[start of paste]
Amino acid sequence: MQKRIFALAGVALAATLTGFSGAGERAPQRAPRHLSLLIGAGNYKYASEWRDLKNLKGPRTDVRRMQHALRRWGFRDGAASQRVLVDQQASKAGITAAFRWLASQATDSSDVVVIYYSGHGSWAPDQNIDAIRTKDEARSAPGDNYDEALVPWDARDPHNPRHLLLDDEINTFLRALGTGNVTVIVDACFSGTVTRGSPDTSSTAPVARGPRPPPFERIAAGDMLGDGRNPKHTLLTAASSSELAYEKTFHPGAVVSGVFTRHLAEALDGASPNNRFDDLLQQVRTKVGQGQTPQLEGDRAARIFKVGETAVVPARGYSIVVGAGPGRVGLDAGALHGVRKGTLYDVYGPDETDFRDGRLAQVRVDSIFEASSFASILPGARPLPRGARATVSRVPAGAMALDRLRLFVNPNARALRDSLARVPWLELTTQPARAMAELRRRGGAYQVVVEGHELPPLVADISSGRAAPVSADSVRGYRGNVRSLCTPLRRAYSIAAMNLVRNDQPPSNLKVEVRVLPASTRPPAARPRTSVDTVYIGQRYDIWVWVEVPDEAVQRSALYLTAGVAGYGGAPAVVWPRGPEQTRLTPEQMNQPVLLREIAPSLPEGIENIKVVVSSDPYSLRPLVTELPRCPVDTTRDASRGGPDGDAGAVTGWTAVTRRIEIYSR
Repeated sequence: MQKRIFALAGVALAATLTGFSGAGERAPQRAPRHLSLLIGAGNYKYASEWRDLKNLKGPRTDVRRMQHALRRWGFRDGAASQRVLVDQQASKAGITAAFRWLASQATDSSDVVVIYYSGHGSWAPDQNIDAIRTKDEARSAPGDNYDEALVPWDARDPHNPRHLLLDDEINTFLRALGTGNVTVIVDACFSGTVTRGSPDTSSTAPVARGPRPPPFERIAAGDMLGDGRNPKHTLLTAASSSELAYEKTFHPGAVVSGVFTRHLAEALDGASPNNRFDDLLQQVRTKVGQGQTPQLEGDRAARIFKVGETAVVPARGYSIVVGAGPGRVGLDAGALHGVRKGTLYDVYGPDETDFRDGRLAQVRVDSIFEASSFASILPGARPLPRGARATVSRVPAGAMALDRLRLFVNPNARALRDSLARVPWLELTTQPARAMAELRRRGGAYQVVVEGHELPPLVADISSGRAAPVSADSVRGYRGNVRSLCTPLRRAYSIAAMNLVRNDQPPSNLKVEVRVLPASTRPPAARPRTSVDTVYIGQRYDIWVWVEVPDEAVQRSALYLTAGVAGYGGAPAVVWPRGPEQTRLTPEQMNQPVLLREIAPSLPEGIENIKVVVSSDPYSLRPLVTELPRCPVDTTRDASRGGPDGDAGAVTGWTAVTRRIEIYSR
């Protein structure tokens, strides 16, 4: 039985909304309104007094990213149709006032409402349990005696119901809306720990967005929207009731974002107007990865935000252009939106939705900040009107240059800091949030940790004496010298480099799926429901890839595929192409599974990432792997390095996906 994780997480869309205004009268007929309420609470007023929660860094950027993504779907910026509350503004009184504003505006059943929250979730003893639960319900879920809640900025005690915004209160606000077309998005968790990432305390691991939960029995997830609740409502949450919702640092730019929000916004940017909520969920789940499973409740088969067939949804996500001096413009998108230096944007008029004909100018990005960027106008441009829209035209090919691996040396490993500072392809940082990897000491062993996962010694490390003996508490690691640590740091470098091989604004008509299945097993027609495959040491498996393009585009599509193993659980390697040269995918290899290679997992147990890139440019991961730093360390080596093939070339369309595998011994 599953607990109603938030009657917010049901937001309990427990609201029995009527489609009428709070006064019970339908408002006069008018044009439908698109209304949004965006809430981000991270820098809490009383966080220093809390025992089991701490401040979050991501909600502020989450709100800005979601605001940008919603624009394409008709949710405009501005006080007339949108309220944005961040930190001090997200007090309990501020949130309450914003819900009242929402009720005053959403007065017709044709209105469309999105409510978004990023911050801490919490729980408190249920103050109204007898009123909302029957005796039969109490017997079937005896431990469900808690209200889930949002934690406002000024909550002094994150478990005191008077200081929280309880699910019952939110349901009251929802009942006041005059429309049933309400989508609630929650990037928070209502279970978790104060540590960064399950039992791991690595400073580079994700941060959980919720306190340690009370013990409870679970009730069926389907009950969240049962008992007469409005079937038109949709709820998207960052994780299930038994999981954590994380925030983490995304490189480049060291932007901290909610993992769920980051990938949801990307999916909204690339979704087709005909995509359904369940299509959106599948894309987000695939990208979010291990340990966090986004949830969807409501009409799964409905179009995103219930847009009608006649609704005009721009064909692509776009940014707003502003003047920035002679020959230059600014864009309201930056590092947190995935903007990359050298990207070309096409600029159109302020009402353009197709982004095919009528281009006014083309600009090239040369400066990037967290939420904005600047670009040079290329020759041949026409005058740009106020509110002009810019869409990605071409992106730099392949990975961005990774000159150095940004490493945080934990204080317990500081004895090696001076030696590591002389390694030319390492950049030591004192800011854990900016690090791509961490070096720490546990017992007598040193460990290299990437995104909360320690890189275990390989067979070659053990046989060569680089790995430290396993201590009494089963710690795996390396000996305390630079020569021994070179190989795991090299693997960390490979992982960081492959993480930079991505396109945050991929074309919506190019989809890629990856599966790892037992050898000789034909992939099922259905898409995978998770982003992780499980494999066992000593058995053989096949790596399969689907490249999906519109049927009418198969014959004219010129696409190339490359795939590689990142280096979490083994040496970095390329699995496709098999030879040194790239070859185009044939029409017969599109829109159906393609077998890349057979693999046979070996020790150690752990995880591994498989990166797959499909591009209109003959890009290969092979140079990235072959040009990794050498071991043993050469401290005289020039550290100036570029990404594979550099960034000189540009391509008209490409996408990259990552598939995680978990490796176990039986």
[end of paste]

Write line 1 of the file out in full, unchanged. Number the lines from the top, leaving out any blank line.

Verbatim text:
Amino acid sequence: MQKRIFALAGVALAATLTGFSGAGERAPQRAPRHLSLLIGAGNYKYASEWRDLKNLKGPRTDVRRMQHALRRWGFRDGAASQRVLVDQQASKAGITAAFRWLASQATDSSDVVVIYYSGHGSWAPDQNIDAIRTKDEARSAPGDNYDEALVPWDARDPHNPRHLLLDDEINTFLRALGTGNVTVIVDACFSGTVTRGSPDTSSTAPVARGPRPPPFERIAAGDMLGDGRNPKHTLLTAASSSELAYEKTFHPGAVVSGVFTRHLAEALDGASPNNRFDDLLQQVRTKVGQGQTPQLEGDRAARIFKVGETAVVPARGYSIVVGAGPGRVGLDAGALHGVRKGTLYDVYGPDETDFRDGRLAQVRVDSIFEASSFASILPGARPLPRGARATVSRVPAGAMALDRLRLFVNPNARALRDSLARVPWLELTTQPARAMAELRRRGGAYQVVVEGHELPPLVADISSGRAAPVSADSVRGYRGNVRSLCTPLRRAYSIAAMNLVRNDQPPSNLKVEVRVLPASTRPPAARPRTSVDTVYIGQRYDIWVWVEVPDEAVQRSALYLTAGVAGYGGAPAVVWPRGPEQTRLTPEQMNQPVLLREIAPSLPEGIENIKVVVSSDPYSLRPLVTELPRCPVDTTRDASRGGPDGDAGAVTGWTAVTRRIEIYSR